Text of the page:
The Paris climate change conference has concluded with an agreement. The Global Environmental Politics (GEP) program in the School of International Service at American University has observer status at the international climate meetings and had a contingent on the ground in Paris. Here, faculty, students, and alumni from the GEP program unpack the meeting, its outcomes, and its implications.
Professor Paul Wapner, Global Environmental Politics
– The Reality of Paris: It Begins Now
Observers have called the Paris agreement everything from a historic success to a monumental failure. The reality is that it is too early to tell. Everything depends on how people respond to the agreement. Will countries, financial institutions, subnational governments, and civil society actors embrace the accord and use it as a springboard to move genuinely toward a post-carbon world or will they dismiss the agreement as too little too late or, worse, mere rhetoric and thus continue business as usual? To appreciate this challenge, it is useful to understand the promise that emerged from Paris.
First, a reality check:
No, the Paris agreement will not solve climate change. Individual countries have submitted voluntary commitments to reduce carbon emissions but, added together, these pledges still promise a hotter world. If every country fulfills its stated obligation, global temperatures will nevertheless exceed the 2 degrees Celsius target.
No, the Paris agreement does not provide sufficient funding to assist developing countries to pursue adequate mitigation and adaptation measures. Developed states agreed to supply at least $100 billion per year, starting in 2020, to help developing countries reduce their carbon output and adjust to a warmer world. However, most analysts agree that this is insufficient and many doubt that countries will fulfill their pledges to reach even this amount.
No, the Paris agreement will not be legally binding in the sense that individual country commitments are voluntary with no stated penalty for failure. While the agreement calls for transparency in reporting emissions and fulfilling one’s commitments, it falls short of requiring nations to meet their targets.
Finally, the Paris accord ignores the scientifically established climate budget, which requires keeping fossil fuels in the ground and makes clear that developed countries have already used up more than their fair share of global carbon space. Without referencing the biophysical constraints of what it will take to stay below a 2 degrees Celsius rise, the agreement privileges ambiguity and injustice over veracity and equality.
Now for the reality:
COP 21 never promised to solve climate change in one fell swoop but rather attempted to build a policy architecture under which countries could pursue an accelerated, multi-year effort toward climate protection. Diplomats understand individual country commitments as simply opening pledges that will be ratcheted up over the next five years—at which time increased ambitions will be reviewed—and beyond. The real success of Paris is the establishment of an institutional structure that can encourage increasing commitments toward a post-carbon world.
The previous architecture—the Kyoto Protocol—required only certain states to reduce emissions and this caused resentment, especially insofar as countries like China and India assumed no responsibilities. The Paris accord includes all states and thus creates a genuinely global compact. More than anything else, this was a central goal of COP21. Nations have finally established global solidarity toward moving beyond fossil fuels. This is more important than the specific numbers included in the accord.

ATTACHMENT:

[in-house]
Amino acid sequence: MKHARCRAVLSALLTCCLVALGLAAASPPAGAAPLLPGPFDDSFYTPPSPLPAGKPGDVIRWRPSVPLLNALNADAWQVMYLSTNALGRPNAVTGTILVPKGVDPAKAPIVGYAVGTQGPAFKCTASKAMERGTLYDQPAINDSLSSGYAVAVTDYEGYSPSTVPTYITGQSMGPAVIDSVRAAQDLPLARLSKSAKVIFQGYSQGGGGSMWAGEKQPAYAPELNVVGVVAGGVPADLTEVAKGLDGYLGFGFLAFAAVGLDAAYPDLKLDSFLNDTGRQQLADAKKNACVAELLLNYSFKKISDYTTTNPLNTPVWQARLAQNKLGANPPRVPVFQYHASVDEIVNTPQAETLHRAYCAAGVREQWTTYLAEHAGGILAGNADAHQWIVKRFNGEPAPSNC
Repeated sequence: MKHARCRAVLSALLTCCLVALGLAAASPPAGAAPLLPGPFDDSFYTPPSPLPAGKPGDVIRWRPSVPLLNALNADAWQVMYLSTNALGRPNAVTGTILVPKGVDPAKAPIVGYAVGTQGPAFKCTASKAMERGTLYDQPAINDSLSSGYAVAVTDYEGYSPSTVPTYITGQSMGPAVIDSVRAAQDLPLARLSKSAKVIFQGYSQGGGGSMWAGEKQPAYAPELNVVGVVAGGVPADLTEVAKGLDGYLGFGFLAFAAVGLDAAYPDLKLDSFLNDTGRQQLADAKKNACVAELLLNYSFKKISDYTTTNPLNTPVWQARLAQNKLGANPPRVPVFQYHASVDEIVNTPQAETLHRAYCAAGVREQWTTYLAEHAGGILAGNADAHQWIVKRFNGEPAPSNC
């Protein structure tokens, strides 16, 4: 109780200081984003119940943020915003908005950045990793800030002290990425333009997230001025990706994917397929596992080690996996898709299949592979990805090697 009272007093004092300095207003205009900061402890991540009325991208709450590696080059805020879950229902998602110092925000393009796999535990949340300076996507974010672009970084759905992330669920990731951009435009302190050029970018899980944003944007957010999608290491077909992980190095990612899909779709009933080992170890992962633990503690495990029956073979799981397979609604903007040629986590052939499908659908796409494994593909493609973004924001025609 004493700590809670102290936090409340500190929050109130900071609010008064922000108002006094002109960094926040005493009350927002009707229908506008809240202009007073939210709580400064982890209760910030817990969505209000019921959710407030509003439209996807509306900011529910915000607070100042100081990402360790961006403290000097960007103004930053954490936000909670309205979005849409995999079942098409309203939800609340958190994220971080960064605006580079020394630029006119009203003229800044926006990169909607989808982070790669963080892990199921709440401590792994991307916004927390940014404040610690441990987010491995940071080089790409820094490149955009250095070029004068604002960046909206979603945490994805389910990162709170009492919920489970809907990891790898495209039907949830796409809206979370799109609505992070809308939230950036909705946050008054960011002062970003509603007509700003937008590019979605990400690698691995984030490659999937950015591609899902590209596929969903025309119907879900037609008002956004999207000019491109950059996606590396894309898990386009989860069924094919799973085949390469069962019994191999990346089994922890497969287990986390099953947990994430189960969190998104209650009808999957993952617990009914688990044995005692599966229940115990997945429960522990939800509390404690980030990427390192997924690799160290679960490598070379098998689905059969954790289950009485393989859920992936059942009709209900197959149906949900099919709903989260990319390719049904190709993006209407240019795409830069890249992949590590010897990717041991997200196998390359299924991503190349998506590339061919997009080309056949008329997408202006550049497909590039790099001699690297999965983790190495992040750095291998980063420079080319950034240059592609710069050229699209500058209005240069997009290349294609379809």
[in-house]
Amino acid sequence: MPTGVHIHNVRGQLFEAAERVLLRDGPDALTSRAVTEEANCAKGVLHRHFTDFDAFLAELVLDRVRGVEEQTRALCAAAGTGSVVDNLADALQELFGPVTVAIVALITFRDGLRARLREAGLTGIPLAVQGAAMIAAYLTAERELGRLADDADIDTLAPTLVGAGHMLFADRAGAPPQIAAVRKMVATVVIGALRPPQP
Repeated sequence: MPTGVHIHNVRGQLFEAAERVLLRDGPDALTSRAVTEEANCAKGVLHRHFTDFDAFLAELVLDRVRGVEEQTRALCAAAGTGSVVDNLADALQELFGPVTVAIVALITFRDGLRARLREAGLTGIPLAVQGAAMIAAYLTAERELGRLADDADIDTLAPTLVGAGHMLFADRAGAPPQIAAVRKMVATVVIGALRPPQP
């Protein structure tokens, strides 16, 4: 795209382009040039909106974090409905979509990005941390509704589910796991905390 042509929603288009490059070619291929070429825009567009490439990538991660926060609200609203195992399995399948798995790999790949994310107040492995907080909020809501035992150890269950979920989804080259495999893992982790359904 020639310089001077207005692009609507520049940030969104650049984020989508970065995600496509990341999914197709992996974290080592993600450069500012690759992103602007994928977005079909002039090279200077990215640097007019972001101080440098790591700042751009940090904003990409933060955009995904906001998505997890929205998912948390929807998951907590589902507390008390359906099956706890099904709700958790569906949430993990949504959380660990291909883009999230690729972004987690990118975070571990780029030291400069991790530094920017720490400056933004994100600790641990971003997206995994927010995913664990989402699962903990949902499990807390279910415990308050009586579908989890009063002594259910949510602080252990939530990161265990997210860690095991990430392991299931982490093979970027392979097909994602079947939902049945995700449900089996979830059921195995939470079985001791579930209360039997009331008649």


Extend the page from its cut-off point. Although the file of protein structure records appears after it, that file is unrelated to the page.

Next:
Paris created the same vision regarding climate finance. The final text clarifies that $100 billion represents a floor not a ceiling. A number of countries have already increased their financial contributions and have indicated that they will continue to do so as the pact unfolds. Certainly, the numbers agreed upon and additional promises fail to cover the full expenses of climate finance but the more important point is that the international community has agreed on the necessity for the developed world to take the lead in financing the transition to a post-carbon future. This, more than anything else, is a huge achievement. The international community rarely agrees on anything. That it has come together and committed itself to paying for the terms of the accord is noteworthy.
Finally, the construction of reality:
The most significant point in assessing the Paris agreement is to recognize that reality is not set. The accord does not cast an indelible fate for the world but provides the necessary conditions in which the world can pursue a safer future. It offers a structure within which countries can carry out ambitious actions knowing that they are not alone but part of a broader, global effort. At this point, it is up to everyone to make the agreement a meaningful reality. This means figuring out how to use the accord to shape national policies, send market signals, and bend cultural understandings in the service of climate protection.
If the accord remains a mere floor for action, the critics are right: we’re cooked. If, however, the Paris agreement stands as simply the first movement of an accelerated global effort, there is a chance that 2015 will stand as the year when the world started turning back the climate dial. To be sure, erratic weather, melting ice caps, and all the rest will continue and intensify but at least we will know that humanity has put a stake in the ground and is starting to make good on such a commitment.
If genuinely appreciated and championed, the Paris agreement represents a pivotal historic moment. Let’s capitalize on this moment and make climate protection a reality.
Professor Todd Eisenstadt, School of Public Affairs
– Paris Agreement Defines Gap Between Climate Mitigation Dreams and their Implementation and Deserves Praise for That
The Paris Agreement was a diplomatic and political achievement. Getting 195 countries to agree to one text after twenty annual meetings without a major new accord was nothing short of remarkable.
As a legally binding document it is a little less extraordinary. The document is woefully inadequate in providing mechanisms for enforcing the individual nationally-determined contributions (INDCs) which are the “currency” of each nation’s pledge, and more generally, it does nothing to guarantee that these pledges will ratchet up over time to reach the level of greenhouse gas emissions savings needed to keep global warming from exceeding 2 degrees Celsius.